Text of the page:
This is the 6th lecture in this course on Linear Algebra. We review matrix arithmetic for 2x2 matrices and compare the main laws with the simpler case of 1x1 matrices. Then we apply 2x2 matrices to study transformations of vectors, with examples including reflections, rotations and dilations.
We visualize these with pictures using the standard Cartesian coordinate framework. The concept of a linear transformation is also introduced. This is part of a series on Linear Algebra given by N J Wildberger, also the discoverer of Rational Trigonometry. 

This is the 7th lecture in this course on Linear Algebra. Here we continue discussing 2x2 matrices, their interpretation as linear transformations of the plane, how to analyse rotations, including a rational formulation, and how to combine rotations and reflections.
Finally we discuss the connections with calculus, introducing the idea that the derivative is really a linear transformation. CONTENT SUMMARY: pg 1: @00:08 a bit of review; matrix/vector multiplication; define a mapping/function/transformation; A linear transformation; pg 2: @02:40 proof of transformation linearity; pg 3: @05:25 rule implied by knowledge of linearity; mapped base vectors; area dilation factor @09:20; pg 4: @10:37 determining how the basis vectors transform; The columns of the transformation matrix are the transformations of the basis vectors; pg 5: @11:56 examples; pg 6: @14:44 example continued; rotations; unit circle; rotation matrix; pg 7: @19:14 rotations by 30degree's, 45degree's, 60degree's pg 8: @23:49 some trig identities; exercise 3.1 pg 9: @26:28 Rational parametrization; alternate rotation matrix; exercise pg 10: @30:22 reflection pg 11: @35:11 reflection continued; Composition of linear transformations pg 12: @38:02 example: rotation/reflection composition pg 13: @39:24 example continued; pg 14: @42:44 Linear approximations to nonlinear maps; globally nonlinear/locally approx._linear; differential calculus mentioned; pg 15: @45:50 example of linear approx. to nonlinear map; Leibniz's notation; pg 16: @50:28 example continued; the derivative matrix at a point; Lesson derivatives are linear transformations @51:19 ; pg 17: @52:18 exercises 7.34 ; pg 18: @53:27 exercises 7.57 ; (THANKS to EmptySpaceEnterprise)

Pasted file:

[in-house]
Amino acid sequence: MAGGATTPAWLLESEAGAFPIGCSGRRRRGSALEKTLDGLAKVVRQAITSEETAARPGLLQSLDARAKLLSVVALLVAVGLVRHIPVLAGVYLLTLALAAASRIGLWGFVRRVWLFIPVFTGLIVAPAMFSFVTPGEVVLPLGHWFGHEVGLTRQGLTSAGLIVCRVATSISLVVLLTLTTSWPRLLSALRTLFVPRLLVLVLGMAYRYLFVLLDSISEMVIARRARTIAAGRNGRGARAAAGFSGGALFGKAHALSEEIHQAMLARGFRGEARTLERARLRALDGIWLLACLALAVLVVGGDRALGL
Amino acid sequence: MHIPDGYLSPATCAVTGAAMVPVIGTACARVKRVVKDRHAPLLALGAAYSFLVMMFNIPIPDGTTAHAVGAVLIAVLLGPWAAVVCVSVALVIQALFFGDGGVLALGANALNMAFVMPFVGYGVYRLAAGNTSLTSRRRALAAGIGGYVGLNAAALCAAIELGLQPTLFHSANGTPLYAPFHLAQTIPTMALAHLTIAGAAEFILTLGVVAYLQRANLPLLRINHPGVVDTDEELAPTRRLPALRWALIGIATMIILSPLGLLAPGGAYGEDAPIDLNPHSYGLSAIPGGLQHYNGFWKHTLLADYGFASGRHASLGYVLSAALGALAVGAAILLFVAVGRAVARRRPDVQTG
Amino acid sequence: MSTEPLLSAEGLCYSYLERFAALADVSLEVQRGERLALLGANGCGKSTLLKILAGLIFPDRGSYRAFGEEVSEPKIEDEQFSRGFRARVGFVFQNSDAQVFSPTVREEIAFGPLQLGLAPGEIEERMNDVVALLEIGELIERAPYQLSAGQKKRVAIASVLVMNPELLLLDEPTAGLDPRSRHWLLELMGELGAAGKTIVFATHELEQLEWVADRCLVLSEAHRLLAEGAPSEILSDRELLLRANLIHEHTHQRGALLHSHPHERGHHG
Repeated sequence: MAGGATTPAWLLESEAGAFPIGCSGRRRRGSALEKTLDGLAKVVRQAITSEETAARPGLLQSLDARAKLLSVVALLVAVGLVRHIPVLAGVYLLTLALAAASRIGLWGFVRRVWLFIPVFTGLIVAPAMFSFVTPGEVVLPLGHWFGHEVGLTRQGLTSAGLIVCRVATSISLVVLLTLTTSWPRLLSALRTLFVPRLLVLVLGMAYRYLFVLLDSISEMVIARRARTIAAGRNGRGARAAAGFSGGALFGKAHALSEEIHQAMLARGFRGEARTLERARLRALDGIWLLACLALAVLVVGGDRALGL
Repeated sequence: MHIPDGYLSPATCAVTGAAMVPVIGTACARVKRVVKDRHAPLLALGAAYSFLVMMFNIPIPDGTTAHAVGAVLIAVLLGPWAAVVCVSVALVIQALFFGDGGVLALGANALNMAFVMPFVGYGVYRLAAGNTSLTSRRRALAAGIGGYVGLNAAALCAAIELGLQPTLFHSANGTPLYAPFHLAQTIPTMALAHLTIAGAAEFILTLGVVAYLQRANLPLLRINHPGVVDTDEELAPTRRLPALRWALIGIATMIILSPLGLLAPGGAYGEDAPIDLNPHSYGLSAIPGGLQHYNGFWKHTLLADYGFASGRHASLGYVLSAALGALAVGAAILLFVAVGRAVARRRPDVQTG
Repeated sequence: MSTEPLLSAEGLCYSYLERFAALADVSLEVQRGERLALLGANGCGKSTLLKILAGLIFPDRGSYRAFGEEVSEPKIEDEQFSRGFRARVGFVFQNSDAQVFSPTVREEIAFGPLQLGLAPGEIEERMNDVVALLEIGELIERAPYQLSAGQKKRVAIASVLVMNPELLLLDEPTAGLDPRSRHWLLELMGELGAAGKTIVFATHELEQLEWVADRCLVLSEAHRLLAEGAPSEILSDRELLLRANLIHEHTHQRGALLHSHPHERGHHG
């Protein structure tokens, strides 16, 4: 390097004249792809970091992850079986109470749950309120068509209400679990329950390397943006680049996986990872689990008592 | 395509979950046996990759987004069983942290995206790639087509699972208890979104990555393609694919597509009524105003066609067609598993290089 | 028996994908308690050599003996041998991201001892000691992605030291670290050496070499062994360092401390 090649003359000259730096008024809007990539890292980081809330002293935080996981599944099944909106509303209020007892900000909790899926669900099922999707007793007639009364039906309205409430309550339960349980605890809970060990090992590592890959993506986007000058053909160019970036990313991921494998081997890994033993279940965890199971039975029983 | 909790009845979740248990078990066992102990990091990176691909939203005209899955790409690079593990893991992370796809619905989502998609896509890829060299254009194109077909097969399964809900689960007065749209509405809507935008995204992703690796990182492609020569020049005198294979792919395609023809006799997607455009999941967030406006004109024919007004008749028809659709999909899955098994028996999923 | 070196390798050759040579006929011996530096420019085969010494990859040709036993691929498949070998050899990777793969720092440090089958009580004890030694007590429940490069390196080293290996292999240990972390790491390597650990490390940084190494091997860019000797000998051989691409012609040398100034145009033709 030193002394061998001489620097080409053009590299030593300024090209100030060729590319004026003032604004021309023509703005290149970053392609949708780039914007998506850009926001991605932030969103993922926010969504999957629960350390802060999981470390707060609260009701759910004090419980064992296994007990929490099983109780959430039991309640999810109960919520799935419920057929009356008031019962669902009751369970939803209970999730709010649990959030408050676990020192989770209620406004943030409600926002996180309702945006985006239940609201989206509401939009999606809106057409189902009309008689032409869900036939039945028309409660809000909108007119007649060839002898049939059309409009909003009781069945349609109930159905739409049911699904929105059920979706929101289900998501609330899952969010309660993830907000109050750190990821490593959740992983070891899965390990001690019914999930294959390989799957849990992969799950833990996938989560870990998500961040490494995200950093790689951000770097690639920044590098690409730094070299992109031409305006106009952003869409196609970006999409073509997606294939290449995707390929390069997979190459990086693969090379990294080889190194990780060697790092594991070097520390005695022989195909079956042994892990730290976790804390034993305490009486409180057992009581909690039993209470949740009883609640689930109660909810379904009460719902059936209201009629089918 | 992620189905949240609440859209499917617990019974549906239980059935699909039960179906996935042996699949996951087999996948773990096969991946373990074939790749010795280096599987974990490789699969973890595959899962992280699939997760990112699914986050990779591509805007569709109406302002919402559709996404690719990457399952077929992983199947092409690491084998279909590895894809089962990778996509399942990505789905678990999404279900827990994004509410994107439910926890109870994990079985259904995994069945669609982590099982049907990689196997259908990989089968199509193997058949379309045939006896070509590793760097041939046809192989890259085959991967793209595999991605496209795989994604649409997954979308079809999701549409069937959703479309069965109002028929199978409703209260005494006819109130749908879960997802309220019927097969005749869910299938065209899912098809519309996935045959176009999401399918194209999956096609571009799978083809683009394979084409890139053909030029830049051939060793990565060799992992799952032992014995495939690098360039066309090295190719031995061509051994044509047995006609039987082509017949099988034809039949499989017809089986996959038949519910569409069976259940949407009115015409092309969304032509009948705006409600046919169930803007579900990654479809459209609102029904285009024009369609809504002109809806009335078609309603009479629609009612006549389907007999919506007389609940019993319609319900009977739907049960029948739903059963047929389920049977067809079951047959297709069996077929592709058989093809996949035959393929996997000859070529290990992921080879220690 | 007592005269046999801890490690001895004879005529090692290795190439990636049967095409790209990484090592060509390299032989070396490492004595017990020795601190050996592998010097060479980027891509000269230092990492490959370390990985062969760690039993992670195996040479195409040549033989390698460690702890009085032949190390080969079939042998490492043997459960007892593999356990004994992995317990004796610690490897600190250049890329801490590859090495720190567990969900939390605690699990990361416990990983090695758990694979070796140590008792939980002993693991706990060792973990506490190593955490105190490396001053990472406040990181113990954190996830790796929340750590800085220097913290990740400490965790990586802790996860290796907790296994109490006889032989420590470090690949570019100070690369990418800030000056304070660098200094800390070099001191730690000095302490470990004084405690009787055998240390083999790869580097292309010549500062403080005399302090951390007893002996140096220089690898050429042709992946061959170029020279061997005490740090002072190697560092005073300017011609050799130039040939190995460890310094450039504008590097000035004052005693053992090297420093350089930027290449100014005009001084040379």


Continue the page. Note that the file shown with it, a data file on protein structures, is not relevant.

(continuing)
This is the very important 8th lecture in this series on Linear Algebra by N J Wildberger. Here we solve the most fundamental problem in the subject in the 3x3 casein such a way that extension to higher dimensions becomes almost obvious.
What is the fundamental problem? It is: How to invert a linear change of coordinates? Or in matrix terms: How to find the inverse of a matrix? And the answer rests squarely on the wonderful function called the determinant. Be prepared for some algebra, but it is beautiful algebra! CONTENT SUMMARY: pg 1: @00:08 How to invert the change in coordinates; 3x3 matrix; 2x2 review; pg 2: @02:12 importance of the determinant; determinant relation to trivectors; pg 3: @05:40 different ways of obtaining the determinant; pg 4: @09:44 solving the 3x3 linear system; pg 5: @14:28 solving the system continued; pg 6: @16:46 3x3 inversion theorem derived; pg 7: @17:56 notation to help remember the 3x3 inversion formula; definition of the minor of a matrix; pg 8: @20:16 Definition of the adjoint of a matrix; relationship of the inverse, determinant and adjoint of a matrix; pg 9: @22:47 examples; determination of the adjoint; determination of the inverse; matrix times its inverse; the identity matrix; pg 10: @31:39 example; pg 11: @34:52 3x3 matrix operations; pg 12: @38:09 why the inverse law works; properties of a 3x3 matrix; an invertible matrix; pg 13: @40:10 Proposition: If 2 matrices are invertible then so is their product, and the inverse of the product is equal to the product of their inverses (rearranged); proof; pg 14: @42:18 exercises 8.(1:2) ; pg 15: @43:41 exercises 8.(3:4) ; 

This is the ninth lecture of this course on Linear Algebra by N J Wildberger. Here we give a gentle introduction to three dimensional space, starting with the analog of a grid plane built from a packing of parallelopipeds in space.